In this installment of Banned Buds Week we will cover Bruce Banner, one of the heaviest hitters on the list of strain names recently banned by the Oregon Liquor Control Commission.
With the exception of the instant sensation of Girl Scout Cookies, and the Charlotte’s Web that peaked the interest of Dr. Sanjay Gupta and folks desperate to find viable CBD treatment options, no other banned Oregon strain name hit the scene like Bruce Banner. It would evolve into a family of three phenotypes, with number three becoming the most widely loved.
“We’re obviously very disappointed to see that happen,” Jason Holck, founder of Dark Horse Genetics, said of the OLCC’s decision to ban the use of the strain name on labeling in adult-use dispensaries. “The name Bruce Banner wasn’t meant to appeal to children. It was a joke based on my last name.”
Holck, originally from Denver, grew in college discretely. During the famed Strawberry Diesel hype of the mid-2000s, he was lucky to get in on a drop straight from the motherload at Reservoir Seeds. Despite a computer crash, he awoke to find he had been victorious in the auction. At the time Holck didn’t consider himself a breeder, but he knew once he had the pack in hand he had to do something special. It just so happened at the time of the score he had recently got his hands on and old school original LA OG pheno commonly referred to as Cold Creek Kush now in Colorado.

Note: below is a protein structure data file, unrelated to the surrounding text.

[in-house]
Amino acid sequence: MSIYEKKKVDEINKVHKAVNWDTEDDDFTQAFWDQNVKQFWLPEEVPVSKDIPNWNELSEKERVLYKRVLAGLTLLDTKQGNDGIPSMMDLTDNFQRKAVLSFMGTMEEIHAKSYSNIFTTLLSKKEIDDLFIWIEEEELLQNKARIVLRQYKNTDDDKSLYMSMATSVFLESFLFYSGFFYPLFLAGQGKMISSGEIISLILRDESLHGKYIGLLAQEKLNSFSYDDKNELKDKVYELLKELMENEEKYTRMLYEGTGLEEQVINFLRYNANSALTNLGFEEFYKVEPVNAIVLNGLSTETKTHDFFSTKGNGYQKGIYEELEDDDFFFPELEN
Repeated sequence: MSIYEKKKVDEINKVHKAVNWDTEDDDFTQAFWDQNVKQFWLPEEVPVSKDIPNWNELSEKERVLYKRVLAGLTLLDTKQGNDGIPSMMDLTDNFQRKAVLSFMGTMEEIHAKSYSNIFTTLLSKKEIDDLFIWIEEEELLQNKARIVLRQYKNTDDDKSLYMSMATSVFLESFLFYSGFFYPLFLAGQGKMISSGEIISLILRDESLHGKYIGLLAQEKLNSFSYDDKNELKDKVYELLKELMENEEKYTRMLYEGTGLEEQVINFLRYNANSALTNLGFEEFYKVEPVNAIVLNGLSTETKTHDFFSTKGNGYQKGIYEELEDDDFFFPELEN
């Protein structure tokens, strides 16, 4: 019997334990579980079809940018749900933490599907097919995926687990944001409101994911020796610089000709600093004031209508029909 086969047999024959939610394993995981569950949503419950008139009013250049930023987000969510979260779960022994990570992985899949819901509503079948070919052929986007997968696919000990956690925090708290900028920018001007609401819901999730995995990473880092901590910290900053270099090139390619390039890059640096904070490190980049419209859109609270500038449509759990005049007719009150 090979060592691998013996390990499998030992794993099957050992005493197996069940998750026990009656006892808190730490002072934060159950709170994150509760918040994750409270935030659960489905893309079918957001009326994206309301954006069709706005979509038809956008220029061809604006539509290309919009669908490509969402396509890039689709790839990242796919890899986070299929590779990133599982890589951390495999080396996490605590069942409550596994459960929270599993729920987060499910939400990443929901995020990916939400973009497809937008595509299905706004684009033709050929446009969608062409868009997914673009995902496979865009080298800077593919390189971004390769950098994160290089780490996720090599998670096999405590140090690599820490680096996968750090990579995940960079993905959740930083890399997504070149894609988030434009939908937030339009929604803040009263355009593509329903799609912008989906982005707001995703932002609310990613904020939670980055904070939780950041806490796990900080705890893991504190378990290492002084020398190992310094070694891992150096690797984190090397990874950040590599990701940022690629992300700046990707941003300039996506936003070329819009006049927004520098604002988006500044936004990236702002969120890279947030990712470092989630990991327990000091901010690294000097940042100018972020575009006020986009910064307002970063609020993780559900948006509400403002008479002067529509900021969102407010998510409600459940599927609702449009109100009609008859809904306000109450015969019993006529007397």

From those parents, Strawberry Kush #1. #3, and #5 were created. The #1 is the best blend of the parents right down the middle. The #3 is the most OG dominant, popular, and sometimes referred to as Banner OG. The #5 is the most Strawberry-dominant and also very popular, but often confused with the #3.
Holck went to a String Cheese Incident show with some friends who thoroughly enjoyed Strawberry Kush. Among his compatriots was a new acquaintance from Texas who took to calling him Bruce Banner in a continuous hunt for more of that dank Strawberry Kush. In that weekend, the strain Bruce Banner was born and it also proved an effective means of putting his name on the strain discretely while still in the still dark ages of cannabis.
“Ninety percent of the time I walk into a dispensary and see a jar of Bruce Banner in it’s the #5.” said Holck. “A lot of the real heads will be able to tell when it’s the kush and know they have the #3, but much of the general public think that the #5 is the #3.”
In 2008 after being discontent with state of the cannabis market, Holck opened the now closed Delta 9 Alternative Medicine in Denver, one of Colorado’s first 20 dispensaries. Among his original 12 strains was Bruce Banner, which has not been released to the public. It didn’t take long for word to get around town.
“There were lines of people, we called them Bruce Banner drop days. Usually twice a month, we’d do it on Friday. We’d have people out front Thursday night at midnight with a lawn chair. There was a quarter ounce limit, and lines of hundreds of people around the block. This was all in Denver while things were still really grey, I was very nervous.”
Holck kept the strain private for two and a half years before releasing it to the general public.
The Delta 9 connection has also been a source of much of the confusion surrounding the strain’s true origins, with some folks pointing to Delta 9 Labs as the original breeder. Nevertheless, the seedbank is quick to point to Holcke of Dark Horse as the original breeder.
Bruce Banner #3 and #5 are now widely available across the U.S.
Have you ever tried this dank strain?